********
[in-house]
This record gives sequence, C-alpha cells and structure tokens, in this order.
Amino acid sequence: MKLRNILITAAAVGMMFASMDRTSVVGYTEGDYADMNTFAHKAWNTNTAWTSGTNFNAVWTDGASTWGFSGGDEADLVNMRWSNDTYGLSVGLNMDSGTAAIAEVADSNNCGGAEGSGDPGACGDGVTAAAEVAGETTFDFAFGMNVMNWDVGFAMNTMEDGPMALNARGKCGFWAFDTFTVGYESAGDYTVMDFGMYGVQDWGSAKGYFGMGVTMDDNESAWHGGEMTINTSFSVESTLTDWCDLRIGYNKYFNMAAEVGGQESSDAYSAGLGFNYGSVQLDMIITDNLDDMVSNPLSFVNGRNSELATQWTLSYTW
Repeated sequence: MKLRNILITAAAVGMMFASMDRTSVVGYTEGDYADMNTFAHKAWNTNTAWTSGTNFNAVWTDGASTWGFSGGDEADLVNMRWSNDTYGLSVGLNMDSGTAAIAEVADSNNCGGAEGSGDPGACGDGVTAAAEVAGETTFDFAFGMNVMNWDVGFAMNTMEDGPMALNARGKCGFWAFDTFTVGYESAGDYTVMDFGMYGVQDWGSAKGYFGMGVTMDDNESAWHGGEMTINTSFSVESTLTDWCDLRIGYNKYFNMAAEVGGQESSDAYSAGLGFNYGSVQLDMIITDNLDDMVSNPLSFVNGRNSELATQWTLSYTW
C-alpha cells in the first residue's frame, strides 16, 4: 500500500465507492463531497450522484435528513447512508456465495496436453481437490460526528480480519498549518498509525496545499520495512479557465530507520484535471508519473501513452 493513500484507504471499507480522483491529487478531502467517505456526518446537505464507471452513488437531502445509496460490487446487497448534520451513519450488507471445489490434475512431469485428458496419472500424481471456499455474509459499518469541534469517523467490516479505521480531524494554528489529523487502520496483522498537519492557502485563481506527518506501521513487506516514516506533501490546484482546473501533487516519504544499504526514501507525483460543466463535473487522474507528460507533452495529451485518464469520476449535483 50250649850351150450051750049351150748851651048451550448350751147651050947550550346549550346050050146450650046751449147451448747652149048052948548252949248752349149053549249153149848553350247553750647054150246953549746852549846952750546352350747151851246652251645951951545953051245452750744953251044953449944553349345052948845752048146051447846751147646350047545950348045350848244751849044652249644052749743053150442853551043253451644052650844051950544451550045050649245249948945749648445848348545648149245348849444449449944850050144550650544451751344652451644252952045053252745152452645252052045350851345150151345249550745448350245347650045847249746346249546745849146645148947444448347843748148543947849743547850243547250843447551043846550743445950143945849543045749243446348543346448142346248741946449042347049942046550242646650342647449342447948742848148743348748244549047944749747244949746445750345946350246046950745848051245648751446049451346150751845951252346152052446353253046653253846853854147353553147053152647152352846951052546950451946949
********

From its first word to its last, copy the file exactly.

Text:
[in-house]
This record gives sequence, C-alpha cells and structure tokens, in this order.
Amino acid sequence: MKLRNILITAAAVGMMFASMDRTSVVGYTEGDYADMNTFAHKAWNTNTAWTSGTNFNAVWTDGASTWGFSGGDEADLVNMRWSNDTYGLSVGLNMDSGTAAIAEVADSNNCGGAEGSGDPGACGDGVTAAAEVAGETTFDFAFGMNVMNWDVGFAMNTMEDGPMALNARGKCGFWAFDTFTVGYESAGDYTVMDFGMYGVQDWGSAKGYFGMGVTMDDNESAWHGGEMTINTSFSVESTLTDWCDLRIGYNKYFNMAAEVGGQESSDAYSAGLGFNYGSVQLDMIITDNLDDMVSNPLSFVNGRNSELATQWTLSYTW
Repeated sequence: MKLRNILITAAAVGMMFASMDRTSVVGYTEGDYADMNTFAHKAWNTNTAWTSGTNFNAVWTDGASTWGFSGGDEADLVNMRWSNDTYGLSVGLNMDSGTAAIAEVADSNNCGGAEGSGDPGACGDGVTAAAEVAGETTFDFAFGMNVMNWDVGFAMNTMEDGPMALNARGKCGFWAFDTFTVGYESAGDYTVMDFGMYGVQDWGSAKGYFGMGVTMDDNESAWHGGEMTINTSFSVESTLTDWCDLRIGYNKYFNMAAEVGGQESSDAYSAGLGFNYGSVQLDMIITDNLDDMVSNPLSFVNGRNSELATQWTLSYTW
C-alpha cells in the first residue's frame, strides 16, 4: 500500500465507492463531497450522484435528513447512508456465495496436453481437490460526528480480519498549518498509525496545499520495512479557465530507520484535471508519473501513452 493513500484507504471499507480522483491529487478531502467517505456526518446537505464507471452513488437531502445509496460490487446487497448534520451513519450488507471445489490434475512431469485428458496419472500424481471456499455474509459499518469541534469517523467490516479505521480531524494554528489529523487502520496483522498537519492557502485563481506527518506501521513487506516514516506533501490546484482546473501533487516519504544499504526514501507525483460543466463535473487522474507528460507533452495529451485518464469520476449535483 50250649850351150450051750049351150748851651048451550448350751147651050947550550346549550346050050146450650046751449147451448747652149048052948548252949248752349149053549249153149848553350247553750647054150246953549746852549846952750546352350747151851246652251645951951545953051245452750744953251044953449944553349345052948845752048146051447846751147646350047545950348045350848244751849044652249644052749743053150442853551043253451644052650844051950544451550045050649245249948945749648445848348545648149245348849444449449944850050144550650544451751344652451644252952045053252745152452645252052045350851345150151345249550745448350245347650045847249746346249546745849146645148947444448347843748148543947849743547850243547250843447551043846550743445950143945849543045749243446348543346448142346248741946449042347049942046550242646650342647449342447948742848148743348748244549047944749747244949746445750345946350246046950745848051245648751446049451346150751845951252346152052446353253046653253846853854147353553147053152647152352846951052546950451946949